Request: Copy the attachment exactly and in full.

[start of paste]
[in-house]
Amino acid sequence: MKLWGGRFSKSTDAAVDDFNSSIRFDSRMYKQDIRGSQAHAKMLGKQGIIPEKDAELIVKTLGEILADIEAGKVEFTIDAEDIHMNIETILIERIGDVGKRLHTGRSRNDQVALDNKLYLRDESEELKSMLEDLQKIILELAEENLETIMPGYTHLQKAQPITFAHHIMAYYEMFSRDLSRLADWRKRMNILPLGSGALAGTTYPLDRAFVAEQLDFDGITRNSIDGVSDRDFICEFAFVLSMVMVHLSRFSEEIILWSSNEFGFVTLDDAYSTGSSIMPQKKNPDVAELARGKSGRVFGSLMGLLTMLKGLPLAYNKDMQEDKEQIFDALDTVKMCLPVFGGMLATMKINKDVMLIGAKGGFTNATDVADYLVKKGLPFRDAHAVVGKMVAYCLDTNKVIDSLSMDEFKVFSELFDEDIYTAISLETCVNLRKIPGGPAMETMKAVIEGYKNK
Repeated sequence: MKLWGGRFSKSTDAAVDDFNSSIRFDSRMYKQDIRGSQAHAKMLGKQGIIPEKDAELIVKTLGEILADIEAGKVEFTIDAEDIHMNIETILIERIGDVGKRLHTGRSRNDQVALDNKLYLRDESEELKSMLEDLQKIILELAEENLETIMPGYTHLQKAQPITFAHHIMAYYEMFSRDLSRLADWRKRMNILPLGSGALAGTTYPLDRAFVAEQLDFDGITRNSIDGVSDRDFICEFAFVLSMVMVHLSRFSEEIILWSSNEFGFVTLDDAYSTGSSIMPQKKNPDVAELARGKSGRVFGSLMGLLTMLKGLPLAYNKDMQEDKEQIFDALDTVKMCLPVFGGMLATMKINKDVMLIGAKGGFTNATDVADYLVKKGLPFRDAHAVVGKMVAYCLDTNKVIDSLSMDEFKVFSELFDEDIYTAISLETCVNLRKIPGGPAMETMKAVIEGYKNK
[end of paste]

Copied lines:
[in-house]
Amino acid sequence: MKLWGGRFSKSTDAAVDDFNSSIRFDSRMYKQDIRGSQAHAKMLGKQGIIPEKDAELIVKTLGEILADIEAGKVEFTIDAEDIHMNIETILIERIGDVGKRLHTGRSRNDQVALDNKLYLRDESEELKSMLEDLQKIILELAEENLETIMPGYTHLQKAQPITFAHHIMAYYEMFSRDLSRLADWRKRMNILPLGSGALAGTTYPLDRAFVAEQLDFDGITRNSIDGVSDRDFICEFAFVLSMVMVHLSRFSEEIILWSSNEFGFVTLDDAYSTGSSIMPQKKNPDVAELARGKSGRVFGSLMGLLTMLKGLPLAYNKDMQEDKEQIFDALDTVKMCLPVFGGMLATMKINKDVMLIGAKGGFTNATDVADYLVKKGLPFRDAHAVVGKMVAYCLDTNKVIDSLSMDEFKVFSELFDEDIYTAISLETCVNLRKIPGGPAMETMKAVIEGYKNK
Repeated sequence: MKLWGGRFSKSTDAAVDDFNSSIRFDSRMYKQDIRGSQAHAKMLGKQGIIPEKDAELIVKTLGEILADIEAGKVEFTIDAEDIHMNIETILIERIGDVGKRLHTGRSRNDQVALDNKLYLRDESEELKSMLEDLQKIILELAEENLETIMPGYTHLQKAQPITFAHHIMAYYEMFSRDLSRLADWRKRMNILPLGSGALAGTTYPLDRAFVAEQLDFDGITRNSIDGVSDRDFICEFAFVLSMVMVHLSRFSEEIILWSSNEFGFVTLDDAYSTGSSIMPQKKNPDVAELARGKSGRVFGSLMGLLTMLKGLPLAYNKDMQEDKEQIFDALDTVKMCLPVFGGMLATMKINKDVMLIGAKGGFTNATDVADYLVKKGLPFRDAHAVVGKMVAYCLDTNKVIDSLSMDEFKVFSELFDEDIYTAISLETCVNLRKIPGGPAMETMKAVIEGYKNK